How do I find a journal abbreviation?

Thanks to our Saturday librarian Marg Baltzer for this helpful post! – HC

The citation style that I have to use abbreviates the name of the journal. Where can I find the correct abbreviation for the journals that I cite in my paper?

There are four main sources you can use to determine the correct abbreviation. If one source does not list the abbreviation you are looking for, try the next one on the list! (If you are off campus, make sure you login first)

If you try all four sources and still can’t find your abbreviated journal title, don’t make it up! Some journal titles aren’t abbreviated, including some that are just one word titles. Talk with your professor to know how you should proceed!

  1. Ulrich’s Periodical Directory. When you login to Ulrich’s all you need to do is search for the journal name, click on the title and then scroll down to, and click on ‘additional title details’. It may or may not have the abbreviation listed.
  2. Web of Science. In Web of Science, click on the arrow right beside ‘basic search’
    Basic search arrowFrom the drop down list, choose ‘cited reference search’. Under the second search box you will see “view abbreviation list”. From this page, you can navigate to the required journal title
  3. NLM Catalog. On the search page of the National Library of Medicine (PubMed), find and click on ‘Journals in NCBI Databases”. Enter your journal title and the results will give you the correct abbreviation.
    4. Journal Seek. In JournalSeek , simply enter your journal title and if the journal is in their database, the search results will give you the correct abbreviation

How do you cite a website?

Obviously the exact formatting of citations depends on the style you’ve been asked to use (i.e. APA, MLA, Uniform/ICMJE Requirements, etc).  You won’t need all of the information below for every single citation style. But in general you need to try to find the same type of information you would in a print resource.

  1. Author
    • Look for whoever wrote the page.  If it’s not listed at the bottom or the top of the page/article that you’re using, look on the “contact us” page or “about us” page of the website.
    • You may not find an individual author.  This is okay (if you feel that the site is reputable and reliable).  In most citation styles, you would just skip this information.
    • The organization responsible for providing the website is often the author – especially when it’s a government site, or a major organization like the American Psychological Association or the Canadian Diabetes Association.
  2. Title
    • You will likely need to find two titles: the name of the webpage you’re using, and the name of the  overall website that page falls under.  My example below demonstrates this: the webpage name is “Bipolar disorder – what are the symptoms?” while the website name is Mind Your Mind.  I will need both of these pieces of information for my citation.
  3. Publisher
    • Often, this is just the name of the website – what you’re looking for is who produces or sponsors the site.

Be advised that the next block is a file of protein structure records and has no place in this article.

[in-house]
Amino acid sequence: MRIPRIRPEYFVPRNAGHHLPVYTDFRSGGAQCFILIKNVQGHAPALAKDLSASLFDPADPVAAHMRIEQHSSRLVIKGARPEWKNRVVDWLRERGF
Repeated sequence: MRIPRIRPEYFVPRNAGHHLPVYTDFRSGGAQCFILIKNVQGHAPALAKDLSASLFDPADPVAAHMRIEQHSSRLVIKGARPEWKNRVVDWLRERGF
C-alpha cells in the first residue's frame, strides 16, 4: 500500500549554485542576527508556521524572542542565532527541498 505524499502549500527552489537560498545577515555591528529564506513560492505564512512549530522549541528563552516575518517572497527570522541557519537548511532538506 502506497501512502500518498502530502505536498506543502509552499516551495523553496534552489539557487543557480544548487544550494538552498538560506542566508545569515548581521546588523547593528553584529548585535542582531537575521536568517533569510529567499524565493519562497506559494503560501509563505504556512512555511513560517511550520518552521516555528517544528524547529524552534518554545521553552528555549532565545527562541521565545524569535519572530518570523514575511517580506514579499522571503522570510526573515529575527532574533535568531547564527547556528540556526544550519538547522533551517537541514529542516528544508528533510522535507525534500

• In a big organization, like the Heart and Stroke Foundation, the publisher is the Heart and Stroke Foundation.
    • Some not-for-profit organizations (and even some for-profit sites) will have a sponsor who pays for their site.   This information could be little, like an icon on the bottom of the page so look carefully!  [I’ve included an example from WebMD below so you can see what I mean.  In this case, the sponsor is NCI, but I only found that information by scrolling down the page].
    • If you can’t find a publisher or sponsor (i.e. if it’s an average person’s website rather than an organization’s) make sure to include “n.p.” in your citation where the publishing information should go (as in “no publisher”).
  4. Location of Publication

    • Not all citation styles require this information, and it’s often tricky to find.  Just try your best!
  5. Date of Publication
    • Normally this information is found at the bottom of the page, next to the words “last updated.”
    • If you see a website that has a date like “c2010”, that’s actually the copyright date, not the date of publication.  If this is the only date you can find, make sure to include the “c” in your citation.
    • If you can’t find a date of publication anywhere on the site and you still want to use it in your bibliography, most citation styles require you to say “n.d.” in your citation where the date should go (as in “no date”).  See my examples below so you know what I mean.
  6. Estimated Length or Number of Pages

    • If you are citing a PDF from a website, this part’s easy.  But for normal websites,  some citation styles require you to count the number of paragraphs on the page that you’re using.  Have fun!
  7. Accessed Date or Retrieved Date or Cited Date

    • Make sure to record the date that you looked at the website, in case the content is updated.
  8. URL
    • Some citation styles don’t require this anymore, when you look at their manual.  Make sure to check with your professor before skipping this information, though.



Author, A. A. (Date). Title of website. Retrieved from URL.

Kessy, S. S. A, & Urio, F. M. (2006). The contribution of microfinance institutions to poverty reduction in Tanzania. Retrieved from

ICMJE Requirements (previously known as Uniform Requirements)

Title of website [Internet]. Location of site sponsor/publisher: Sponsor/Publisher; Copyright date [updated Date; cited Date]. Available from: URL. [Internet]. New York: Association of Cancer Online Resources, Inc; c.2000-2010 [updated 2010 May 16; cited 2011 Oct 3]. Available from:


Author, First Name. Title of Source. Publisher, Date, Location.

Eaves, Morris. The William Blake Archive. Lib. of Cong., 28 Sept. 2007,